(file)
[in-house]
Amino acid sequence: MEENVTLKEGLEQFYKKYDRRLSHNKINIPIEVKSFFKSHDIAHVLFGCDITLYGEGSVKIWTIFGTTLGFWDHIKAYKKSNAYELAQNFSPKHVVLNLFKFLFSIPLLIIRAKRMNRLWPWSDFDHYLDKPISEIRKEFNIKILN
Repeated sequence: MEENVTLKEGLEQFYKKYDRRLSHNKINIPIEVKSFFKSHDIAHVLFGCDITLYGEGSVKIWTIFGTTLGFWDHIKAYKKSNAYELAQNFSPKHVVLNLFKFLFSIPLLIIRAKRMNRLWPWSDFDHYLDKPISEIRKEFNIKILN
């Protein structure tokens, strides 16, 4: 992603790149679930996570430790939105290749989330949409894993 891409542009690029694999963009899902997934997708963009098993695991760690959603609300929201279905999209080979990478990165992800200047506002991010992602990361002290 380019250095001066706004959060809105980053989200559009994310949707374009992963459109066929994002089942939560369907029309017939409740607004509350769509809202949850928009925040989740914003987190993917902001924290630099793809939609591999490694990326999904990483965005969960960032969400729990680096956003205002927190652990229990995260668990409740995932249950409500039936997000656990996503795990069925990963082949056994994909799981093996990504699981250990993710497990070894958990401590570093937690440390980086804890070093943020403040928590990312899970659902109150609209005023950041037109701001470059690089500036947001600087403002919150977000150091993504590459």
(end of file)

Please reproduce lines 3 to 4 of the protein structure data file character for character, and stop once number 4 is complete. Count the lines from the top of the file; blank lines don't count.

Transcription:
Repeated sequence: MEENVTLKEGLEQFYKKYDRRLSHNKINIPIEVKSFFKSHDIAHVLFGCDITLYGEGSVKIWTIFGTTLGFWDHIKAYKKSNAYELAQNFSPKHVVLNLFKFLFSIPLLIIRAKRMNRLWPWSDFDHYLDKPISEIRKEFNIKILN
């Protein structure tokens, strides 16, 4: 992603790149679930996570430790939105290749989330949409894993 891409542009690029694999963009899902997934997708963009098993695991760690959603609300929201279905999209080979990478990165992800200047506002991010992602990361002290 380019250095001066706004959060809105980053989200559009994310949707374009992963459109066929994002089942939560369907029309017939409740607004509350769509809202949850928009925040989740914003987190993917902001924290630099793809939609591999490694990326999904990483965005969960960032969400729990680096956003205002927190652990229990995260668990409740995932249950409500039936997000656990996503795990069925990963082949056994994909799981093996990504699981250990993710497990070894958990401590570093937690440390980086804890070093943020403040928590990312899970659902109150609209005023950041037109701001470059690089500036947001600087403002919150977000150091993504590459």